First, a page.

Injecting some baggy and blissed out sunshine in to an otherwise grey Leeds day, Menace Beach take to the stage at the Beckett SU; lighter in comparison to Forever Cult, but still harbouring a ’90s slacker vibe, the band are seen as somewhat of staple of the Leeds scene, and much like Hookworms’ MJ (who coincidentally features in the band, at times) have come to spearhead that scene. Their set, comprised of tracks such as the scuzzy ‘Tennis Court’ and summery ‘Tastes Like Medicine’ provide some welcome early evening relief from the weight of previous acts and what promises to be much heavier later on. Having played the same stage last year, and impressing us then, with a full album now behind them, Menace Beach are even sharper than before, the heaving crowd a cert, given their home territory.
Genghar return to the festival, for a second time riding high on a crest of hype fresh from SXSW and supporting Circa Waves. With their debut album readied for release, it’s no surprise that the crowd has swelled in this impressive venue. Yet despite all the hyperbole and buzz around Genghar, their set feels all too familiar, it’s a sound that has been heard many times before. They’re deserved of the excitement around them to them an extent, as it is a well executed sound, yet for us, it has become rather formulaic and bland.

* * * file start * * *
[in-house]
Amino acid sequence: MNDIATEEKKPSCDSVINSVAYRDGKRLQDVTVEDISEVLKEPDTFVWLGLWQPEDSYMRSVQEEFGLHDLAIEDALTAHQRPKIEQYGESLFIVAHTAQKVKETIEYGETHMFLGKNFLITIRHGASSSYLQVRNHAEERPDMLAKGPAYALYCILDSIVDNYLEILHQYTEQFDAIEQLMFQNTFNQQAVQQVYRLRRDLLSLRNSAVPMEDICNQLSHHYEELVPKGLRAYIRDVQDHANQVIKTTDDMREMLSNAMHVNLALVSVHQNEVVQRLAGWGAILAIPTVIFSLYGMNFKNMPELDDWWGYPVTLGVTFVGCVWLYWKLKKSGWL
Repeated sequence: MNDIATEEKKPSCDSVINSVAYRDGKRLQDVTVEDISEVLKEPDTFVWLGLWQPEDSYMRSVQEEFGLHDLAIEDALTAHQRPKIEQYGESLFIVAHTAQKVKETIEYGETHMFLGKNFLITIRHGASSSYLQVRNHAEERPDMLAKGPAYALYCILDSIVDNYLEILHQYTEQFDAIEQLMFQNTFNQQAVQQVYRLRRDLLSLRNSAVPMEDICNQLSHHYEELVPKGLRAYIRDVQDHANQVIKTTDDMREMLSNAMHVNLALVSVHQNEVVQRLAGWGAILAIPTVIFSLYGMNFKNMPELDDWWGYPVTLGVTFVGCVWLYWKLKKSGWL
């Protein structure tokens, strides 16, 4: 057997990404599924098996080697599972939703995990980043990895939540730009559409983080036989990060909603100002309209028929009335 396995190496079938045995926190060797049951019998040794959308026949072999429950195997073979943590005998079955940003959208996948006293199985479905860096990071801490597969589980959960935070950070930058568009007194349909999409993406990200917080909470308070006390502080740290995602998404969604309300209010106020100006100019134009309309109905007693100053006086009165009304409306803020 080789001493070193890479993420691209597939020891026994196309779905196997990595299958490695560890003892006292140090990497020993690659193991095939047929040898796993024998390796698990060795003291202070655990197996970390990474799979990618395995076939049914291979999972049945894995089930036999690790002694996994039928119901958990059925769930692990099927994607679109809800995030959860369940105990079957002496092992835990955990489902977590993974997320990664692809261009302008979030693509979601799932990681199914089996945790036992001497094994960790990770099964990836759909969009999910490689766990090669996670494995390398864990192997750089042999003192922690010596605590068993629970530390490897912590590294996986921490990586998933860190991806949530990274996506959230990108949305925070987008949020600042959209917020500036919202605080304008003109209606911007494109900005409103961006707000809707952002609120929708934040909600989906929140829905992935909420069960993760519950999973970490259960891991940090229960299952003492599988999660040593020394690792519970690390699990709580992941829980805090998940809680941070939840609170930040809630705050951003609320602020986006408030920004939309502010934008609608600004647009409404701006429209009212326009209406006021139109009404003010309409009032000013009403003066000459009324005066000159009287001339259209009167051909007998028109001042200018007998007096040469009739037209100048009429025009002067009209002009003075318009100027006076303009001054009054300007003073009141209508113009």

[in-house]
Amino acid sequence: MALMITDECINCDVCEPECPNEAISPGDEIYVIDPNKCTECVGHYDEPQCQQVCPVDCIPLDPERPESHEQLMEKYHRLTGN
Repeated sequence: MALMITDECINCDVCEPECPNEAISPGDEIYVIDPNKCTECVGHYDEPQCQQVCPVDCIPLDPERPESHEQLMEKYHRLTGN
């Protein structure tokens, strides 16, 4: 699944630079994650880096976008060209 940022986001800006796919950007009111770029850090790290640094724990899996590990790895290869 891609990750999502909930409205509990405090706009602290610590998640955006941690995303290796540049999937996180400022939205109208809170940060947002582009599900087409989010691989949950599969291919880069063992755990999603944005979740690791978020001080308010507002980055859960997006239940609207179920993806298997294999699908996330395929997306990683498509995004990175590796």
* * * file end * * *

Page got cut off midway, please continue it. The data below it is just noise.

The same cannot be said for the band opening Leeds Town Hall, Dutch Uncles, who recently released their spectacular fourth album O Shudder. Despite starting late due to venue issues, they’re quick to make up for lost time with the beautiful In N Out; the grandiose venue providing the most exhilarating of backdrops.
Duncan’s dancing never fails to get the crowd going, as the band indulge us with tracks like Flexxin’, it’s hard not to move your hips. However, despite the jovial atmosphere and the late start, someone inconsiderately turned out the lights. Visibly annoyed, the band continue in the dark with an incredible version of Dressage lit by phone lights alone. It’s the only dampener on our day so far, as recompense though, we head to The Nation of Shopkeepers where the incomparable H Hawkline and his band are thrilling an excitable audience.
The Welsh crooner dead centre flanked by a personal favourite of mine Sweet Baboo, he casts his sweet spell across this room. A well deserved change of a pace that has so far been all about the rough and ready side of indie rock, Hawkline’s songs are personal and captivating, by far one of the most interesting sets of the day.